[Senate Hearing 112-486] [From the U.S. Government Publishing Office] S. Hrg. 112-486 RESOLUTION COPPER ======================================================================= HEARING before the COMMITTEE ON ENERGY AND NATURAL RESOURCES UNITED STATES SENATE ONE HUNDRED TWELFTH CONGRESS SECOND SESSION TO CONSIDER H.R. 1904, THE SOUTHEAST ARIZONA LAND EXCHANGE AND CONSERVATION ACT OF 2011; AND S. 409, THE SOUTHEAST ARIZONA LAND EXCHANGE AND CONSERVATION ACT OF 2009, AS REPORTED BY THE COMMITTEE DURING THE 111TH CONGRESS __________ FEBRUARY 9, 2012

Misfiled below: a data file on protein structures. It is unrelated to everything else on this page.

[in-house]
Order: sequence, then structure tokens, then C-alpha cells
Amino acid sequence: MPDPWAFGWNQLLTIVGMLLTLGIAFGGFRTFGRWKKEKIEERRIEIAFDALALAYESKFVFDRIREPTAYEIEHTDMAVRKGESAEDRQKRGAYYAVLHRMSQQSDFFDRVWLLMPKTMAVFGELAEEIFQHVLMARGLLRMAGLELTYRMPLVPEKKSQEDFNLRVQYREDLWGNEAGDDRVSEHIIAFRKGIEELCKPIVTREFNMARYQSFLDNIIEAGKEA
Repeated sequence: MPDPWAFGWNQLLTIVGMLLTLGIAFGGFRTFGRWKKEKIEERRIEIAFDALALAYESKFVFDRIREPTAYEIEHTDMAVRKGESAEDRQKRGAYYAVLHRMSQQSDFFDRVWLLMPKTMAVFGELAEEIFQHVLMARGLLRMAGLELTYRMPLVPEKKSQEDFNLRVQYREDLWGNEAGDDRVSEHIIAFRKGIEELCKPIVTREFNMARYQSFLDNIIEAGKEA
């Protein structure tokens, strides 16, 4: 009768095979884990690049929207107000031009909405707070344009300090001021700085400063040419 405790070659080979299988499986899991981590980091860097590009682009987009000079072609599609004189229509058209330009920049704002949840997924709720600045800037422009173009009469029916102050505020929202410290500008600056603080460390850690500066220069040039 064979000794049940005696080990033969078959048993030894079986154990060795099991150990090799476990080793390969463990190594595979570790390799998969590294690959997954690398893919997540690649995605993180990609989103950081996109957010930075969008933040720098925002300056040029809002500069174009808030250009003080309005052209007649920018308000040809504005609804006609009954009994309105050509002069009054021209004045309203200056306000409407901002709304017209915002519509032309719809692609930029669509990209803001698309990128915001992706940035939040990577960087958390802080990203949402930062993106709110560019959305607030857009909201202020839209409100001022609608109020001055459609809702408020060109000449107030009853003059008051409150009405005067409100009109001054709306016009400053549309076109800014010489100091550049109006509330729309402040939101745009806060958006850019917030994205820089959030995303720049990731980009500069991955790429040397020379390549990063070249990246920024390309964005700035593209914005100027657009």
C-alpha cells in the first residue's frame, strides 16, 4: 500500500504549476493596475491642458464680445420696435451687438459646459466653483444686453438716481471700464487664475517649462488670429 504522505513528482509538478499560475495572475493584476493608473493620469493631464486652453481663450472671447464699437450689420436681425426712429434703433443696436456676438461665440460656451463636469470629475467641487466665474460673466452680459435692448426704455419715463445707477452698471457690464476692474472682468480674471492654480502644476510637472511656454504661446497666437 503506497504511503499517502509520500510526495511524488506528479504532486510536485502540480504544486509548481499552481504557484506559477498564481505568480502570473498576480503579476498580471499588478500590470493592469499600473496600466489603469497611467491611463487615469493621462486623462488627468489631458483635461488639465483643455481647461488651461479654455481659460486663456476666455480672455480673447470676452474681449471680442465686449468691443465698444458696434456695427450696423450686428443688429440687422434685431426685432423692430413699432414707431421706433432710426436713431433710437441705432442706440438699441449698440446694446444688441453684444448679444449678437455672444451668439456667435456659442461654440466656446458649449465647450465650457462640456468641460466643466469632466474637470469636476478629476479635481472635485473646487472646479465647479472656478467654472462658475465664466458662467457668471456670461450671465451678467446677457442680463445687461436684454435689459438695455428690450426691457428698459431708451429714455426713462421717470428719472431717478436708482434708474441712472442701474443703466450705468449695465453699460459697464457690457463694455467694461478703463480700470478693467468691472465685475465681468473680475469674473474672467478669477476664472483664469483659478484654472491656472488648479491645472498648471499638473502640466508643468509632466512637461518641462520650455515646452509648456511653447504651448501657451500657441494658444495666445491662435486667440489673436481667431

Printed for the use of the Committee on Energy and Natural Resources _____ U.S. GOVERNMENT PRINTING OFFICE 75-271 PDF WASHINGTON : 2012 ----------------------------------------------------------------------- For sale by the Superintendent of Documents, U.S. Government Printing Office Internet: bookstore.gpo.gov Phone: toll free (866) 512-1800; DC area (202) 512-1800 Fax: (202) 512-2104 Mail: Stop IDCC, Washington, DC 20402-0001 COMMITTEE ON ENERGY AND NATURAL RESOURCES JEFF BINGAMAN, New Mexico, Chairman RON WYDEN, Oregon LISA MURKOWSKI, Alaska TIM JOHNSON, South Dakota JOHN BARRASSO, Wyoming MARY L. LANDRIEU, Louisiana JAMES E. RISCH, Idaho MARIA CANTWELL, Washington MIKE LEE, Utah BERNARD SANDERS, Vermont RAND PAUL, Kentucky DEBBIE STABENOW, Michigan DANIEL COATS, Indiana MARK UDALL, Colorado ROB PORTMAN, Ohio JEANNE SHAHEEN, New Hampshire JOHN HOEVEN, North Dakota AL FRANKEN, Minnesota DEAN HELLER, Nevada JOE MANCHIN, III, West Virginia BOB CORKER, Tennessee CHRISTOPHER A. COONS, Delaware Robert M. Simon, Staff Director Sam E. Fowler, Chief Counsel McKie Campbell, Republican Staff Director Karen K. Billups, Republican Chief Counsel C O N T E N T S ---------- STATEMENTS Page Bingaman, Hon. Jeff, U.S. Senator From New Mexico................ 1 Cherry, Jon, Vice President, Resolution Copper Company........... 25 Farquhar, Ned, Deputy Assistant Secretary, Land and Minerals Management, Department of the Interior......................... 17 Kyl, Hon. Jon, U.S. Senator From Arizona......................... 5 Lewis, Shan, President, Inter Tribal Council of Arizona, Vice Chairman, Fort Mojave Tribe.................................... 30 McCain, Hon. John, U.S. Senator From Arizona..................... 3 Wagner, Mary, Associate Cheif, Forest Service, Department of Agriculture.................................................... 13 APPENDIXES Appendix I Responses to additional questions................................ 49 Appendix II Additional material submitted for the record..................... 65 RESOLUTION COPPER ---------- THURSDAY, FEBRUARY 9, 2012 U.S. Senate, Committee on Energy and Natural Resources, Washington, DC. The committee met, pursuant to notice, at 9:30 a.m., in room SD-366, Dirksen Senate Office Building, Hon. Jeff Bingaman, chairman, presiding. OPENING STATEMENT OF HON. JEFF BINGAMAN, U.S. SENATOR FROM NEW MEXICO The Chairman. OK. Why do we not get started? I am told Senator Murkowski is delayed a little bit and has asked us to go ahead, so we will do that. This morning the committee is considering legislation to provide for a land exchange between the Forest Service and the Bureau of Land Management, and the Resolution Copper Company to facilitate Resolution Copper's development of a large copper mine in Southeastern Arizona. This is an issue that has been before the committee now for several years, one that has generated significant controversy. During the previous Congress, Senator McCain, who is a member of our committee, asked me to work with him and see if we could come up with agreement on bill language to move this forward. We spent several months in discussions at the staff level on that set of issues, including many meetings with Resolution Copper and other interested parties. We did reach a compromise, which then resulted in the committee reporting a bill unanimously. Unfortunately, that bill, like almost all other public land bills reported in the last Congress, was not considered on the Senate floor, and was not enacted. Let me turn for a minute to the issues associated with the legislation. The mine proponents contend that the mine will create significant economic benefits. It will be located near an area with a history of mining. That would all appear true. This is a complicated project, as I understand, and will have a significant impact on the land which is currently part of a national forest. There is considerable disagreement as to the effect that the development will have on cultural resources and to sites that nearby Indian tribes consider sacred. There are issues that obviously need to be reviewed and answered before the land exchange takes place, in my view. A principle concern with the House bill--let me just flag so that witnesses can comment on it--is that it provides for a directed land exchange, does not allow for the analysis of potential impacts of the exchange prior to that exchange being conducted. It does not give the Federal Government any ability to modify the terms and conditions of the exchange to take into account information raised or brought to light as part of those reviews. Let me go ahead and defer to Senator Barrasso if he has comments that he wanted to make as an opening statement here. Senator Barrasso. Mr. Chairman, in light of the fact that Senator Murkowski is here and has an opening statement, I have one. I will wait until after our guests make their presentation. Thank you, Mr. Chairman. The Chairman. Very good. Why do we not go ahead and hear from our 2 colleagues from Arizona, Senator McCain and Senator Kyl. Why don't you proceed and give us your views on this issue? We appreciate your being here. Senator McCain. [The prepared statements of Senators Barrasso and Risch follow:] Prepared Statement of Hon. John Barrasso, U.S. Senator From Wyoming I would like to thank Senators McCain and Kyl for their testimony here today. I would like to join them in expressing support for H.R. 1904. Like Senators McCain and Kyl, I believe Congress should not cede its constitutional authority to direct land exchanges. A State's elected representatives are far better positioned to determine what is in the public interest than political appointees in Washington. Of course, I understand that determining the public interest may often be difficult. However, in our system of government, we rely upon the judgment of our elected representatives. We do not expect or want our elected representatives to abdicate their responsibilities or punt difficult decisions to unelected officials. Congress has a long history of directing land exchanges. I don't see why Congress should give up that authority now--not with a national unemployment rate of 8.3 percent. And not when this specific land exchange will help create an estimated 3,700 jobs. And I certainly don't think that Congress should cede its authority to an Administration that puts politics ahead of unemployed Americans. We have seen this time and time again. I'm not only referring to the President's rejection of the Keystone XL pipeline. But also to the Administration's uranium withdrawal in Arizona. And the recent proposal to vastly reduce the acreage available for oil shale development throughout the West. In January, the President's Jobs Council released its year- end report for 2011. In that report, the Jobs Council stated that: ``providing access to more areas for mining is controversial, but, given the current economic situation, we believe it's necessary to tap America's assets in a safe and responsible manner.'' Well, I believe H.R. 1904 does just that. And if the Administration won't follow the recommendations of the President's own Jobs Council, then Congress should. We can begin by passing H.R. 1904. ------ Prepared Statement of Hon. James E. Risch, U.S. Senator From Idaho I think it is unusual that we are holding a hearing on a bill that has not been introduced by the proponents of the exchange, Senators McCain and Kyl. It is my hope that this committee will work with the home state senators on H.R.1904, which they support. I do not support ceding the power of Congress to determine what is in the public interest to the Executive Branch. I believe that Senators McCain and Kyl represent their state well and have clearly determined that 3700 jobs is in the best interest of the people of Arizona in an area where unemployment is near 50 percent. I believe that my colleagues from Arizona understand the impacts of this exchange better than the rest of us in the U.S. Senate and we should give deference to their views. STATEMENT OF HON. JOHN MCCAIN, U.S. SENATOR FROM ARIZONA Senator McCain. Thank you, Mr. Chairman. First of all, I would like to thank you for all the efforts you have made on behalf of trying to see this very important issue come to fruition. I want to thank you and your staff for the efforts that we have made. If in my statement and Senator Kyl's statement, I am sure if we show a little frustration, I think maybe it would be understandable because we have been at this issue for a long time. As you know, the bill would facilitate a complex land exchange, as you said, that will ultimately protect 5,000 acres of environmentally sensitive lands throughout Arizona, while allowing for the Resolution Copper project to develop the third largest copper ore body in the world--the third largest in the world. It would employ 3,700 Americans. It would produce 25 percent of the United States copper supply. It generates $61 billion in economic growth, provide $20 billion in Federal, State, and local tax revenue. We can get copper from this mine, Mr. Chairman, or we can import it from someplace overseas. There will be a continued demand for copper in our economy. My colleague, Senator Kyl, and I first introduced the bill in 2005, 7 years ago. Today marks the bill's sixth hearing before our congressional committee. At every hearing the project's tremendous economic and environmental values are reaffirmed, and yet at each hearing we see the same agitators trot it out to play the tired role of the industry obstructionist. This vocal minority is so philosophically opposed to any mining in Arizona, they are willing to throw away the future of young families along with the best hope for long-term prosperity in the town of Superior, Arizona and the San Carlos Apache Indian reservations, where, Mr. Chairman, unemployment hovers around 50 percent. Unfortunately, today's testimony by the Administration includes no meaningful recognition of the mine's national importance aside from passively mentioning ``potential economic and employment benefits.'' Shame on the Administration for that kind of a statement when we have unemployment ripe throughout my State, and people are hurting, and homes are under water. The only mention in their long statement will be ``potential economic and employment benefits.'' The disconnect between Washington Democrats and facts on the ground could never be more apparent than in the Administration's statement today. Instead the Administration's testimony feeds unsubstantiated claims that the mine imminently threatens the area's environmental quality and cultural resources. This committee spent years analyzing, discussing, and evaluating this land exchange. We have had representatives of the Administration, including Interior Secretary Ken Salazar, visit the proposed mine site. The Forest Service began conducting preliminary evaluation of the mine area as far back as 2004. The Resolution Copper Company has invested $750 million to collect engineering data to develop its mine plan of operation, which is now nearly complete. Yet no ``compromise'' is acceptable to the opponents who continue to demand more tribal consultation and more environmental study. Let me say a word about tribal consultation. You are going to have a witness here from the Indian--Inter Tribal Council of Arizona. He will not mention that despite Senator Kyl and I constant urging that the San Carlos Apache tribe just sit down, just listen to the Resolution Copper. They refuse to do it. They refuse to sit down and at least listen and let the copper company make a presentation. Yet they will urge tribal consultation, tribal consultation. It is not fair. It is not right to the poorest part of my home State of Arizona that we cannot move forward with what would not only help that part of our State, but also the United States of America. So, I want to point out again the San Carlos Apache tribe have never met with Resolution Copper to learn about the project or discuss their cultural concerns. That is not what America is supposed to be all about. I respect tribal sovereignty. I do not respect people who refuse to sit down and at least listen to something that could help the tribe itself enormously, economically. So, the tribal leaders--the San Carlos Apache obviously care more about some issues than they do about the prospect of employment for their tribal members, which, as I mentioned, is incredibly high, not to mention the problems of drug abuse, alcohol, and all the other things that plague their reservation because of their failure to have any kind of viable economy. On multiple occasions, I have asked the chairman of the tribe to be briefed on the project and engage in constructive dialog, and each time my request and Senator Kyl's request has been declined. So, are we to believe that the mining opponents genuinely want tribal consultation? Are we to assume that in light of the Keystone Pipeline issue this Administration will not delay or ultimately reject the project in the name of more study and more tribal input? The Administration's apathetic view of the mine is disgraceful and frustrating, and should trouble every member of this body who has land exchange legislation pending before this committee. Mr. Chairman, it is time for Congress to put an end to these delays. The people in my State are hurting, and this mine is an economic opportunity that should not be squandered. Mr. Chairman, I have numerous letters from elected officials from the Governor of the State of Arizona to the mayor of Superior, Arizona, and other towns in the area. I would ask that they be accepted in the record at this time. Again, I apologize, Mr. Chairman, for any emotion that I have displayed in this, but I would ask the chairman to go to Superior, Arizona where half the homes are shut down, where the businesses are not functioning, where unemployment is close to 50 percent. All these people want is a chance to work and an opportunity to have a better life. This bureaucracy that you will hear from and this Indian tribe is preventing them from having that opportunity. I am not asking them to agree; I am just asking them to sit down and listen to what we and the Resolution Copper Company have to say. I thank you, Mr. Chairman. The Chairman. Thank you very much. We will certainly include all the letters that you referred to in the record. Senator Kyl. STATEMENT OF HON. JON KYL, U.S. SENATOR FROM ARIZONA Senator Kyl. Thank you, Mr. Chairman, and a formal statement of both Senator McCain and I as well. The Chairman. We are glad to include those statements in the record. Senator Kyl. Thank you. One of the reasons why this land exchange is necessary is there is something called the copper triangle. It involves cities in Arizona called Globe, Miami, and Superior, and then Winkelman and Hayden. Within that area there is an enormous amount of copper, a lot of it which has been mined. But now this is, as Senator McCain said, the richest ore body--third richest in the world, and it would provide 25 percent of our copper. The problem here is that--and the copper company has all of the land around the area under which they would be mining. By the way, the mine would be about 7,000 feet underground. This is not surface mining; this is underground mining. But because of the danger of operations, the potential for some possible subsidants, and the safety issues, as I said, it is important for them to also have the little bit of area that would be exchanged here. I think it is about 5,000 acres that would be-- excuse me, about 2,000 acres. Excuse me, I will get the exact amount here--2,466 acres, which is kind of right in the middle of it. The problem here is that the government withdrew a bunch of that land many years ago for a campground, and all it is is just an undeveloped campground for the Forest Service. That would be what would be available for the mining activity. In exchange for that, over 5,000 acres of incredibly strong environmental land would be transferred to the Federal Government. All of the environmental groups, even though they may not support the exchange, are very strongly in support of the Federal Government acquiring this Riparian area along the San Pedro River. There is an area at the Los Cienegas National Conservation area. There is an area near East Clear Creek, which has been featured in Arizona Highways magazine, and we got the approval to pull this out of the magazine. I am going to pass this up to you. Just take a look at it. This is the kind of land the Federal Government will get in exchange for the land that would go to the development of the mine. Let me address directly the other items that have been raised in objection. Senator McCain talked about the consultation. Now, we would like for the tribe to be able to sit down and express directly to the folks who would develop the mine why they do not want the employment, why they have a problem with this after all the other protections that have been granted. The big area in Arizona that is near here that everybody wants to make sure is protected is called Apache Leap. That is a big escarpment, very important in Native American culture and the history of Arizona. Actually this land exchange adds 110 acres of private land to Apache Leap and totally protects it. So, that issue is--I mean, there is no issue there. On the environmental compliance questions have been raised. The reality is that resolution is already working through all of the existing legal requirements. For example, a pre- feasibility activities plan of operations was approved in 2010 after 2 years of NEPA analysis, and appealed by opponents incidentally. The mining plan of operations is expected to be completed and submitted to the Forest Service this year. That will trigger the full NEPA process. So, nothing can be done here without compliance with all environmental laws, and the legislation does not change an iota of that. There are no waivers, and as of this year, as I said, they will have to begin NEPA analysis on the actual mining plan, even though the mining itself has not commenced yet. So, NEPA is fully satisfied. On the tribal consultation, the Federal Government will confirm to you that they have been consulting with the tribe since 19--excuse me, since 2004. That is the Department of Agriculture testimony in the past here. The Tonto National Forest has engaged in both informal and formal consultation with the various tribes. That has been going on for over 2 years. It was upheld on appeal as in compliance with all applicable law, as well as the Forest Service's internal guidance. Nothing in the bill circumvents the consultation that would otherwise be required. That is a red herring. Fair value. I think we are all beyond the fair value issue. The bill follows uniform appraisal standards, professional appraisal practices. It says that if there is more value after the mine starts than we thought, then the company has to make that up. This is a provision that the BLM supports in the bill. I do not think there is any issue there. The real question was the issue of this public interest determination, and here it is real simply. You have administrative land exchanges, and you have congressional land exchanges. Congress has ceded some of its plenary authority to the agencies of the Federal Government to do land exchanges, usually smaller ones that really do not need to take up Congress' time. When that happens, because it is an agency doing it, it has to make a public interest determination. That is what it is called. Congress by our very action every day decides what we think is in the public interest, whether we raise taxes, or lower taxes, or do a land exchange, or, you know, authorize the President to go to war. Whatever it might be, we make a--our own public interest determination. We will do that in this land exchange with all of the hearings. With all of the consultation, with all of the public input, it is a very transparent process the congressional process. There have been 6 hearings, House and Senate action. Everybody gets in on it. Congress eventually makes it decision. That is a public interest determination. This is not an administrative land exchange. We have not delegated this one to the Department of Agriculture to make. If we did, the Secretary of Agriculture would make a public interest determination. That is not what is going on here. So, Mr. Chairman, I know that 2 years ago the committee amended the bill that was before it at the time and imposed a condition of public interest determination after Congress has done all the other things that we do in the legislation, imposed a condition that the Secretary of Agriculture, on his own, one person, decide whether the development of this mine and the land exchange is in the public interest. That is not acceptable, and that is not something Congress should do. It is not something we need to do. For these folks to put over a billion dollars into a mine and then go to whoever this appointed Secretary of Agriculture is and say, now, do you in your sole judgment believe this is in the public interest. I mean, why have legislation? They could have gone through the administrative land exchange had they wanted to do that. There is no reason to cede that to the Secretary. I mean, frankly if you are going to put a billion dollars into something, you would be crazy to agree to something like that. We have always been the ultimate arbiter of what we believe is in the public interest, and we should retain our authority to do that. Senator McCain referred to Keystone. I will tell you, if you want evidence of what one person can do in a situation like this, there is a good bit of evidence. Why would Congress--and that is a case where the Secretary of State actually has authority. She does have to approve or disapprove that particular project. Here it is already in the Congress' hands. We have the authority. Why can we not make this determination? All of the work has been done. The law is clear. Every NEPA requirement will have to be satisfied. I just respect the folks that are trying to develop this mine and the community that supports them for their willingness to take a chance on us. They have now got $750 million sunk in a shaft that is over 5,000 feet deep. It is 30 feet wide. They will tell you about it. What they found is there is an incredible potential here to be developed. We give up nothing by providing the land on the surface above a piece of this mining activity in exchange for some incredible environmental benefits that all Americans will be able to take advantage of. I just urge the committee to put all of this into perspective, and understand what our rights are, what our authority is. Now, we may have some disagreements. Mr. Chairman, you and I might disagree of whether it is in the public interest to go here, and that would be a legitimate disagreement for Members of Congress. But we do have the authority to make the decision. I just hope at the end of the day we will agree that we should. The legislation that came over to the Senate from the House is perfectly good legislation. It has all of the protections in it, and it has Congress making the decision. We are not delegating it to the Secretary, that is true. But I would submit that as between the approach that the committee took 2 years ago and the approach that the House has taken in passing this bill, the House passed bill is the right way to go. Congress should proceed with this. It is an important project, and I implore the committee to move forward with it. Thank you, Mr. Chairman, for holding a very quick hearing on this. I appreciate that very much. The Chairman. Thank you very much. We appreciate your testimony. [The prepared statements of Senators McCain and Kyl follow:] Prepared Statement of Hon. John McCain, U.S. Senator From Arizona Mr. Chairman and members of the Committee, I appreciate you making the ``Southeast Arizona Land Exchange and Conservation Act of 2011'' the sole focus of today's hearing. I'm pleased the Committee recognizes that this bill is a top-priority for the people of Arizona and the nation. As you know, the bill would facilitate a complex land exchange that will ultimately protect 5,000 acres of environmentally sensitive lands throughout Arizona while allowing for the Resolution Copper Project to develop the third largest copper ore body in the world. The benefits of this project are clear: